Bio reading list

Kunal Mehta

Last updated on February 21, 2016 These books would be worthwhile for either people in molecular biology or biological engineering, or anyone else looking for an overview of how these fields came to be what they are today. These books are either not technical, or the technical material can be skimmed over without losing what you'll get out of the book. The history of biological science and engineering is an ongoing interest of mine; I will update this list as my readings go on.
"Time, Love, Memory" by Jonathan Weiner (2000)
I suspected this book was going to be good from the moment I saw the font that's been used for the chapter titles. If you thought about that, and picked such a good one, you must have known what you were doing for the rest of it. (I realize the author doesn't necessarily choose these, but he must have at least been involved, and more than that, I want to think so.) What a craftsman Jonathan Weiner is. This is a delightful exploration of behavior from the perspective of genes and simple rules: the "atoms of behavior". In the early 1900s it was a radical notion to think of behavior not from the perspective of the mind or will, as philosophers and psychologists had been doing for centuries. A small group of fascinating scientists, and principally Seymour Benzer at Caltech, are at the heart of the story of how we used molecular biology as a new lens. Most of the work was done in fruit flies, and a theme that pervades the book is how much of that applies to us. Jonathan Weiner is even-handed when addressing this question and also the obvious fact that finding one or two relevant genes is not the same as achieving an understanding our experience of "time, love, or memory". In this aspect he is a refreshing counter to the constantly overeager scientific press. Along with Horace Freeland Judson ("The Eighth Day of Creation", see below), Jonathan Weiner profits immensely from the fact that many of the scientists that did the work he describes are still alive. He cites interviews with over 150 biologists during his research for this book; it is especially clear that he came to know Seymour Benzer deeply both personally and professionally. The result is a lucid story of what he did, what it means to him now, and how others have received it and are carrying it forward. If you want to get into it, pair this with Benzer, S. Behavioral mutants of Drosophila isolated by countercurrent distribution. PNAS 58, 1112-1119 (1967) and Konopka, R. J. & Benzer, S. Clock mutants of Drosophila melanogaster. PNAS 68, 2112-2116 (1971) - two of Benzer's early papers that started it all. Thanks to Hayley Buchman and Grant "Tomkitten" Sanderson for telling me about this book.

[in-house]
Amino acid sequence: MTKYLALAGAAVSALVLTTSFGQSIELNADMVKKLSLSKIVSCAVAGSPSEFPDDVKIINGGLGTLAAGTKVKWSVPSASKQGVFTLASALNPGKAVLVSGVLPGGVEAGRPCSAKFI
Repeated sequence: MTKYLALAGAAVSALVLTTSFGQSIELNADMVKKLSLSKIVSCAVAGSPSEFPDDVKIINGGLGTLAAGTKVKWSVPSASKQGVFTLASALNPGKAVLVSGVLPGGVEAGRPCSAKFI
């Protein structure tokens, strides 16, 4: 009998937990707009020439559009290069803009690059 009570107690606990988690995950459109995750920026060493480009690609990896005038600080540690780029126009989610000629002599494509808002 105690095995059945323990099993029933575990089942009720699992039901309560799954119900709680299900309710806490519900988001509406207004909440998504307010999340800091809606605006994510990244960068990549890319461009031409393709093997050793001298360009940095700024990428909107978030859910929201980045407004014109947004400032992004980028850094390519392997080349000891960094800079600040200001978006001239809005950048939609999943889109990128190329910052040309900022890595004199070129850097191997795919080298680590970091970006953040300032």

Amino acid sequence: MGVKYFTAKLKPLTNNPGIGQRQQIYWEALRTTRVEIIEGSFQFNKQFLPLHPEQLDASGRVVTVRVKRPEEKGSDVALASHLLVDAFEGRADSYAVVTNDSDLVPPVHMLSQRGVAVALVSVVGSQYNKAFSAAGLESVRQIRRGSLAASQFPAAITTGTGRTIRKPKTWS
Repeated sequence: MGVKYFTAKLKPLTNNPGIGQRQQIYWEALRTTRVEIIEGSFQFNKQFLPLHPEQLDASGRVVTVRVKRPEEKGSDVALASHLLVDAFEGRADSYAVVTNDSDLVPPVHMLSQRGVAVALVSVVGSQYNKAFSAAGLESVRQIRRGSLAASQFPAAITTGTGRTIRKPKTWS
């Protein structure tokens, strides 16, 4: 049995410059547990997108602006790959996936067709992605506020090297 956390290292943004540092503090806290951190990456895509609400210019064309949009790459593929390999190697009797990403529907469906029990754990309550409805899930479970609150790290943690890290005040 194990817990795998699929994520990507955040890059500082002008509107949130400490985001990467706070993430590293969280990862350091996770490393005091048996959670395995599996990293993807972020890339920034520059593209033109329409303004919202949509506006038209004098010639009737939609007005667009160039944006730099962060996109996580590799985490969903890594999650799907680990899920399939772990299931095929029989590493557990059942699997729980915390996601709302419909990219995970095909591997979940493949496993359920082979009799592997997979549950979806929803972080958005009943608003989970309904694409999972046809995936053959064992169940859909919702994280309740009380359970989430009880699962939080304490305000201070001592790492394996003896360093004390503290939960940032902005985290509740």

"Brave Genius" by Sean Carroll (2013)
This is such a beautiful book because of its pairings: the development of molecular biology in the 1940s and 1950s against the backdrop of World War II, the French Resistance, and the early Cold War; Jacques Monod, a philosopher-guerilla warrior-scientist, with Albert Camus, a philosopher-rebel-writer; the role of scientists/intellectuals in their own fields with their roles in broader society. Sean Carroll is a professor of molecular biology at University of Wisconsin-Madison, and he writes about the science and scientists with expertise and love. My favorite scene from this book is the description of Monod's discovery of the famous "diauxie" in the Autumn of 1940. The technical details are fascinating by themselves, and even more so when Carroll makes you realize that Autumn 1940 was soon after the German invasion and occupation of France, during which Monod put his Ph.D. on hold to serve in the French army. When France surrendered in Summer 1940, he came back to the lab and discovered the diauxie; less than a year later, he again left the lab to become essentially a general in the French Resistance. Thanks to Shrivats Iyer for referring me to this book.